Thursday, March 14, 2013


Our Sister Slope

Three Peaks with its three hills and farmhouse

Far away on the other side of the world from Le Ripe, in another hemisphere and in another season, stands Le Ripe's Sister Slope, Three Peaks. Sister Slope, because linked by family ties. And because similar in its aspect, size and topography, if starkly different in its flora and fauna, and considerably different in its climate  (milder in winter than Le Ripe).

Black Angus steer calves eating hay

Home to passing kangaroos and resident wombats, the occasional koala and myriad birds, but also host to introduced species such as fox and rabbit, unlike Le Ripe, Three Peaks is an active farm where steers are raised for market. It contains a spacious one-storey home and its surrounding native garden nestled within 30 hectares of pastureland characterised by three hills which inspired the farm's name.

kangaroo photographed at Three Peaks

wombat photographed at Three Peaks

In this part of Australia, the nomadic indigenous people were quickly forced to cede their age-old territories to colonial farmers who, on arrival in the Goulburn river valley, observed how tame and pastoral the land appeared. In fact, the indigenous people had been farming it for millennia using a particular tool: fire. The harnessing of fire created broad swathes of grazing land where kangaroos and other game were easily hunted, and large, safe forests where undergrowth was fire-managed for harvesting.

For more on the aboriginals' ingenious land husbandry, see a fascinating new book, 
Bill Gammage's The Biggest Estate on Earth 

perfect for pasture

Le Ripe boasts a cave that sheltered partisans during the Second World War. Not to be outdone, Three Peaks witnessed its own share of Australian history. Not long after the farmers arrived the gold prospectors. Until a few years ago at Three Peaks, visitors would be intrigued by the remains of a goldmine, an apparently deep shaft blown into the side of the hill. It is not known how long the miners stayed here, but a rosebush and a nearby apple tree suggest a measure of permanency. The Victorian goldrush was at its height in the 1850s and '60s.The mineshaft was eventually ploughed under since it posed a danger for wandering children, and almost certainly harboured snakes.

gold prospectors in Australia, 1851 to late 1860s

Le Ripe shelters wild boar and possibly wolves, but few venomous snakes and one dangerous spider. Conversely, Three Peaks is the territory of innocuous marsupials, but home to the perilous Australian Black and Brown snakes and assorted venomous spiders. Fortunately these creatures are even more retiring than the wild boar and are rarely encountered. Yet it is wise to wear gloves and boots outside and be wary around piles of wood and stone.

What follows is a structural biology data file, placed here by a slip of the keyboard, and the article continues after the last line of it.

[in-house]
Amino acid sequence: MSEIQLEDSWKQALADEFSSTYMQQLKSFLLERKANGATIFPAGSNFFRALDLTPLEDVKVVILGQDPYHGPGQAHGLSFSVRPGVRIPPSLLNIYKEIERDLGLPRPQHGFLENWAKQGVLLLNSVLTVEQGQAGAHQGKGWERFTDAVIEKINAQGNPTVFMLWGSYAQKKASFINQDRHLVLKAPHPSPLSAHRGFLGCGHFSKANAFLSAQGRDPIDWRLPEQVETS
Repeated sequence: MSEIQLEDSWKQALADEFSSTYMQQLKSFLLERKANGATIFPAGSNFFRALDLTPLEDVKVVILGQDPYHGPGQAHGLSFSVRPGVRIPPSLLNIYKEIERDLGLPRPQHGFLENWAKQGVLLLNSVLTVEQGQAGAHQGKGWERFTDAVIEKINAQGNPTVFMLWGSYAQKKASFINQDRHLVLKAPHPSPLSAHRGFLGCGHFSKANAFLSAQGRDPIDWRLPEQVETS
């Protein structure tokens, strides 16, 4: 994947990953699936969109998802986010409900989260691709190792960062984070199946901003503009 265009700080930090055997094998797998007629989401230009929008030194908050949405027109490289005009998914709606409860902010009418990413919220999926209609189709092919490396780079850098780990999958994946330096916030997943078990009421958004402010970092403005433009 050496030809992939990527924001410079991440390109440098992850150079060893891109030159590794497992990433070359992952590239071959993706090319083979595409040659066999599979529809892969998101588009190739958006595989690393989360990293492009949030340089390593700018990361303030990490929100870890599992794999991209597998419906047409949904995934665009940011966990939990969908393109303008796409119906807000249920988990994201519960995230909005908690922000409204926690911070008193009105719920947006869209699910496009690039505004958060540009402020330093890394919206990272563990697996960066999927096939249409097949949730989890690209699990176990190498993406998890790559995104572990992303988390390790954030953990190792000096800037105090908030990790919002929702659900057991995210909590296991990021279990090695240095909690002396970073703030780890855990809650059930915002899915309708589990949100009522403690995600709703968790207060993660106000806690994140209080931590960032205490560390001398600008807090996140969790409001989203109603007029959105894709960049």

brown snake
redback spider

Three Peaks is surrounded by pastureland where Le Ripe is surrounded by woods, vineyards and olives; Three Peaks enjoys sweeping views across the Goulburn river valley, and from its heights, around 360 degrees, while Le Ripe's views extend north, south and east but are hindered, from its hilltop, by thick vegetation.
Another contrast between the Sister Slopes lies in their use of names. At Le Ripe various sites on the property are identified by their historical/traditional/local names or purposes, where known. At Three Peaks, lavish and imaginative use has been made of names recording the property's recent history and those who participated in it; hence Somebody's Log, the Sleeping Tree, Blind Calf Gully, Viv's Wood, Fabio's Crossing, the Great Katy Face, Alex Peak and so forth.

summer morning; dawn of time
Yet the most striking difference between the Sister Slopes, at least in my view, derives from what might be called their intrinsic sense of History. Le Ripe is surrounded by echoes of centuries of 'civilized' past, from the Etruscans, Romans, Lombards to the Middle Ages, the Renaissance and the Risorgimento and, markedly, in our area, the wars of the 20th century.
Three Peaks' sense of History is entirely different.
There is of course recent colonial history, as mentioned above, but behind that, stretching back for millennia, is a venerable pre-History, conjured up by this ancient land and its apparently unchanged landscape which at certain times of day, in certain lights, evokes something quite primordial.


  1. A very small, even timid protest! Elegantly written, beautifully illustrated and comprehensive, this comparison of the two Sister Slopes nevertheless misses two points which minimally qualify Le Ripe's immense superiority in the historical department. The first is that Three Peaks, in terms of current proprietorship, is by far the senior of the two: it was acquired (and named) in 1990. The second point is that Le Ripe's blog is also a relative new chum, for an old-fashioned hard-copy counterpart (graced by the title Three Peaks Report) has circulated on a mostly weekly basis to family, and some others, for the last twenty years. (On the other hand, it has to be admitted that the TPR is not only unillustrated but altogether less lively and imaginative in its content.)

  2. Thank-you Agricola for these two pertinent points: taken!


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